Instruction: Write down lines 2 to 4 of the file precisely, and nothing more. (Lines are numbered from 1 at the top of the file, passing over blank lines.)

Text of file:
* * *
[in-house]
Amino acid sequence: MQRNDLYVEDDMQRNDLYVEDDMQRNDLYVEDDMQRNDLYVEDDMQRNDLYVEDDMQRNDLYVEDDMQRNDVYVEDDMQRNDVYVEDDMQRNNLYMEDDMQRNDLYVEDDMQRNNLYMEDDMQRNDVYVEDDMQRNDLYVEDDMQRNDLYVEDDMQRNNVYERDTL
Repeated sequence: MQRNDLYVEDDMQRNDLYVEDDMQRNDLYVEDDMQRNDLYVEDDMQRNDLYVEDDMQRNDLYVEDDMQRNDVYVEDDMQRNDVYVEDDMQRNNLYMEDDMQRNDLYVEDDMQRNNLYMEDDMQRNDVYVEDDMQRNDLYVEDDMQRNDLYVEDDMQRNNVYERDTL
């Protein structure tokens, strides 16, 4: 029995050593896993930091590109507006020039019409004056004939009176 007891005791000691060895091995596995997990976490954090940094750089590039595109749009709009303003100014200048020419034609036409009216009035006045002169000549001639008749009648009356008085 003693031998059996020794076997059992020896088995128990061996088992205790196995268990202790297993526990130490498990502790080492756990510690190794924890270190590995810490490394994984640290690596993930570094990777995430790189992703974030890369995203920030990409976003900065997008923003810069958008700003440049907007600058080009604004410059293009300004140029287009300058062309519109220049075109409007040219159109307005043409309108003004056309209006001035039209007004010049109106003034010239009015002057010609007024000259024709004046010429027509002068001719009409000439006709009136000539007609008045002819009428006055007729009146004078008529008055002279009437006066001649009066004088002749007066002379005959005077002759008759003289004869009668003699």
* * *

Amino acid sequence: MQRNDLYVEDDMQRNDLYVEDDMQRNDLYVEDDMQRNDLYVEDDMQRNDLYVEDDMQRNDLYVEDDMQRNDVYVEDDMQRNDVYVEDDMQRNNLYMEDDMQRNDLYVEDDMQRNNLYMEDDMQRNDVYVEDDMQRNDLYVEDDMQRNDLYVEDDMQRNNVYERDTL
Repeated sequence: MQRNDLYVEDDMQRNDLYVEDDMQRNDLYVEDDMQRNDLYVEDDMQRNDLYVEDDMQRNDLYVEDDMQRNDVYVEDDMQRNDVYVEDDMQRNNLYMEDDMQRNDLYVEDDMQRNNLYMEDDMQRNDVYVEDDMQRNDLYVEDDMQRNDLYVEDDMQRNNVYERDTL
């Protein structure tokens, strides 16, 4: 029995050593896993930091590109507006020039019409004056004939009176 007891005791000691060895091995596995997990976490954090940094750089590039595109749009709009303003100014200048020419034609036409009216009035006045002169000549001639008749009648009356008085 003693031998059996020794076997059992020896088995128990061996088992205790196995268990202790297993526990130490498990502790080492756990510690190794924890270190590995810490490394994984640290690596993930570094990777995430790189992703974030890369995203920030990409976003900065997008923003810069958008700003440049907007600058080009604004410059293009300004140029287009300058062309519109220049075109409007040219159109307005043409309108003004056309209006001035039209007004010049109106003034010239009015002057010609007024000259024709004046010429027509002068001719009409000439006709009136000539007609008045002819009428006055007729009146004078008529008055002279009437006066001649009066004088002749007066002379005959005077002759008759003289004869009668003699």